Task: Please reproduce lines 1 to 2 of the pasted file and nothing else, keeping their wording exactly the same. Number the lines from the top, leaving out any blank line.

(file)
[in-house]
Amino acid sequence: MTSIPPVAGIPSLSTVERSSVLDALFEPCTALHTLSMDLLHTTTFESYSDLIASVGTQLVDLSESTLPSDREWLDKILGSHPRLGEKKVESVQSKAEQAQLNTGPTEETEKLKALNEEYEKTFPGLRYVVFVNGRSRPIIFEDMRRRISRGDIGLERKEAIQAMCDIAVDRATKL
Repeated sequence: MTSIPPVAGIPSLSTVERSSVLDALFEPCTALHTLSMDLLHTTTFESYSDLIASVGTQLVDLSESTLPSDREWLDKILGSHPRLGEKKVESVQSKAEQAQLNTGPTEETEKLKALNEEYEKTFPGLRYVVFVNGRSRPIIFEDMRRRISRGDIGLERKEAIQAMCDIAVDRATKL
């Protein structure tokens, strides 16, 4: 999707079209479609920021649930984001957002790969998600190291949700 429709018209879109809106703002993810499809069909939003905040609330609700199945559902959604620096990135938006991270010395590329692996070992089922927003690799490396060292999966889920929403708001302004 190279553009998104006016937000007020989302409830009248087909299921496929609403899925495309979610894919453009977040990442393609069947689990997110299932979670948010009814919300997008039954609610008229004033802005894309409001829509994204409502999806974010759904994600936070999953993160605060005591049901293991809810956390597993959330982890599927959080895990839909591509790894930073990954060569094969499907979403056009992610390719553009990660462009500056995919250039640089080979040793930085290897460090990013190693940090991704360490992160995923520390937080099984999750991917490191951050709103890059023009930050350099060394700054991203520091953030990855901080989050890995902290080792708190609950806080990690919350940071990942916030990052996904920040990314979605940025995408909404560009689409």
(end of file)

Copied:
[in-house]
Amino acid sequence: MTSIPPVAGIPSLSTVERSSVLDALFEPCTALHTLSMDLLHTTTFESYSDLIASVGTQLVDLSESTLPSDREWLDKILGSHPRLGEKKVESVQSKAEQAQLNTGPTEETEKLKALNEEYEKTFPGLRYVVFVNGRSRPIIFEDMRRRISRGDIGLERKEAIQAMCDIAVDRATKL